Book review; A Labyrinth of Kingdoms by Steve Kemper

There´s no doubt in my case that it was books which made me choose this odd life and I really need to be surrounded by books to feel really content with life. For this reason I have written two articles about books I recommend:

1. 10 best books about adventure and travel to read over Christmas

2. 5 most complete travel books ever

Lately I have been given a lot of opportunities to review other people´s books and I have said no, because the books were just not interesting enough. I don´t want to waste my time reading nonsense. However, this last month I have received two really good books, so I have decided to do just that, starting as of August 2011 to review interesting and challenging books.  (So, please, if you have a book you want reviewed, please send it to me.)

A

Labyrinth

of 

Kingdoms

-10 000 miles through Islamic Africa-

By

Steve Kemper

(Norton)

“I know you want to read that book” , my wife Pam told me; “But it is time for your daughter to go to bed and your time to read for her. So put it aside.”

I had promised, as usual, to read for her, so I tried to read a passage from Steve Kemper´s book about the extra ordinary German explorer Heinrich Barth, but Eva´s mum got upset and said my daughter preferred Winnie The Pooh. I am not so sure. But I finally put the book down which had enthralled me a whole day in bed having gone down with the flu, because it is such a great and interesting read – A labyrinth of Kingdoms, 10 000 Miles through Islamic Africa!

This is a very much welcome book in English about the German explorer and scientist Heinrich Barth who has been almost forgotten, even though his explorations, adventures and scientific findings probably surpass more famous African explorer names like Burton and Stanley. The reason for this, even though he made his journey for the British government, was basically due to him not being English and he apparently had a thorny personality. Which is kind of hard to believe considering the advances he did in North Africa, including a year without any means, and anyone who have traveled extensively there know you have to be a social and emphatic human.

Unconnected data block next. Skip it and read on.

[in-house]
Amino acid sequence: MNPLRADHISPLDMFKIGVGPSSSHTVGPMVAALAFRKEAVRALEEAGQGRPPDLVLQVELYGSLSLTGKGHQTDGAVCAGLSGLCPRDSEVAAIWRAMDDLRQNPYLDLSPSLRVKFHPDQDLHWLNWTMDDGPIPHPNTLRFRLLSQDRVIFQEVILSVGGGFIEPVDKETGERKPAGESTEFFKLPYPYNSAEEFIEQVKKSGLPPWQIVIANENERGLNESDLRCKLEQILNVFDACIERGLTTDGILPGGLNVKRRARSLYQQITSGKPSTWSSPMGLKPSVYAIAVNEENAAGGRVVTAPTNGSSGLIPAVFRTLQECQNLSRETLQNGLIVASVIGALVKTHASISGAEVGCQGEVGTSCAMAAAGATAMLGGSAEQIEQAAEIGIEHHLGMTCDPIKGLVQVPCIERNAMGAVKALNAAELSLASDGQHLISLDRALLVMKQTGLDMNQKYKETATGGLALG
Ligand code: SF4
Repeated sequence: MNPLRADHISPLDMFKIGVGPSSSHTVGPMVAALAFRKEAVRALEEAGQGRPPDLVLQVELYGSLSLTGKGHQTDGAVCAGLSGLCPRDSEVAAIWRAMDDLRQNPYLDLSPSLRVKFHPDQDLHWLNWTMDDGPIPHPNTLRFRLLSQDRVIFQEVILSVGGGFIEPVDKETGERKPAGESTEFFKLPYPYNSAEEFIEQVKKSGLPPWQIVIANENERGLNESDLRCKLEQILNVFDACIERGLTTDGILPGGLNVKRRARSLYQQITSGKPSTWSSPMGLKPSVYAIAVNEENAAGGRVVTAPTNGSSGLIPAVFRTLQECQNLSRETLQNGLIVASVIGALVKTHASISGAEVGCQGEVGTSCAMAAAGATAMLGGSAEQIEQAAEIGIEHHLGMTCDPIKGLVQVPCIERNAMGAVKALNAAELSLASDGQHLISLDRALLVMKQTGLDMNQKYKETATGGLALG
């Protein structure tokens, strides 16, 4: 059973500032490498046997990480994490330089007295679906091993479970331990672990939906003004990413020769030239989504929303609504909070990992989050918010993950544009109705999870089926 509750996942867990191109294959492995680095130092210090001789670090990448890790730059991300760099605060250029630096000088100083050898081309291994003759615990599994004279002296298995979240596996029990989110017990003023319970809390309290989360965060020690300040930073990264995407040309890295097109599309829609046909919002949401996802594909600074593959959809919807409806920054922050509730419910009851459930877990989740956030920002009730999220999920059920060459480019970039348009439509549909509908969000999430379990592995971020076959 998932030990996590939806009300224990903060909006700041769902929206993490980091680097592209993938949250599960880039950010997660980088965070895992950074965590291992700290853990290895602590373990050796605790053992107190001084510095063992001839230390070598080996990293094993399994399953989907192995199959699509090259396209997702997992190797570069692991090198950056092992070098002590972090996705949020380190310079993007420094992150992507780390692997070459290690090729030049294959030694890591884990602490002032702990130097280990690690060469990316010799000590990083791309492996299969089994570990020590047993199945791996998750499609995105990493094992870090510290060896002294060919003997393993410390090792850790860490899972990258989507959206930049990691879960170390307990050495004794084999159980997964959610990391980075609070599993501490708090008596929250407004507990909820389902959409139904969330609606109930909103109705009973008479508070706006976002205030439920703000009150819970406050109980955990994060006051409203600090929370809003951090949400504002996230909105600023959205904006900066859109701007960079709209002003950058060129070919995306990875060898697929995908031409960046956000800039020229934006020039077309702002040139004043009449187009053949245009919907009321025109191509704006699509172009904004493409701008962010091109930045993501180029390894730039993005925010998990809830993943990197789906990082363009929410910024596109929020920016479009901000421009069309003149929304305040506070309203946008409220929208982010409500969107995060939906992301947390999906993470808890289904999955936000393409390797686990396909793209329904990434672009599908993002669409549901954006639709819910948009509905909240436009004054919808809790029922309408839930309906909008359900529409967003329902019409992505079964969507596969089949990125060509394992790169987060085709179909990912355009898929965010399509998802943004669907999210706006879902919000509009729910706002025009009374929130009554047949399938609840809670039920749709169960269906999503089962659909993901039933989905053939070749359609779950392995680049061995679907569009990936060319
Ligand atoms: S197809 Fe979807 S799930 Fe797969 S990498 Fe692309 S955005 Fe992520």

Having just come back from a camel expedition in Islamic Yemen myself, I believe there are certain issues I can understand quite well. There´s so many issues in the book which intrigues me. And which I understand. Yemen is very much like the North Africa described during Barth´s visit in the Mid 19th Century. Fragmented, unstable, volatile, tribal, unjust, poor and rich, difficult to pass and travel though without local backing of Sheikhs, Islamic confusion between those who can read the Quran and those who can´t, but think they know Islam, long queues of locals who want and need medicine, at times a fearful population fearing that the explorer is a spy or similar. And full of suspense, great local people and an insight into a wisdom at least on pair with what the Western world can offer.

There are of course great differences as well. Today for an example, an explorer doesn´t have to wait weeks, months hearing something in the shape of post from home, it only takes seconds. Maps are better and existing today of course!

One thing which intrigued me in this very well written and easy to read book, which should accompany any traveler to the Islamic world of deserts still today, was the different personalities that set out together. The problems that arouse within the group, especially in between the Europeans, but also with the locals are fascinating. Heinrich Barth was trained in the school of  Alexander Von Humboldt, who even was his teacher briefly, and was extra ordinary meticulous with all details and his profound intelligence to pick up languages, probably makes him one of the most important explorers of his time.  And, for me, with a big interest in the Muslim World of today and before, this book is full of interesting detail, but what makes me happiest, is that Heinrich Barth, which one has to see through the eyes of his time, really liked this part of the world and its inhabitants. He seemed to have very little of the ûbermenschen behavior of many of his contemporaries. Like his English partner, who he set out together with in the beginning, Richardson, which if we are to believe the descriptions of him, was really out of his league all the time.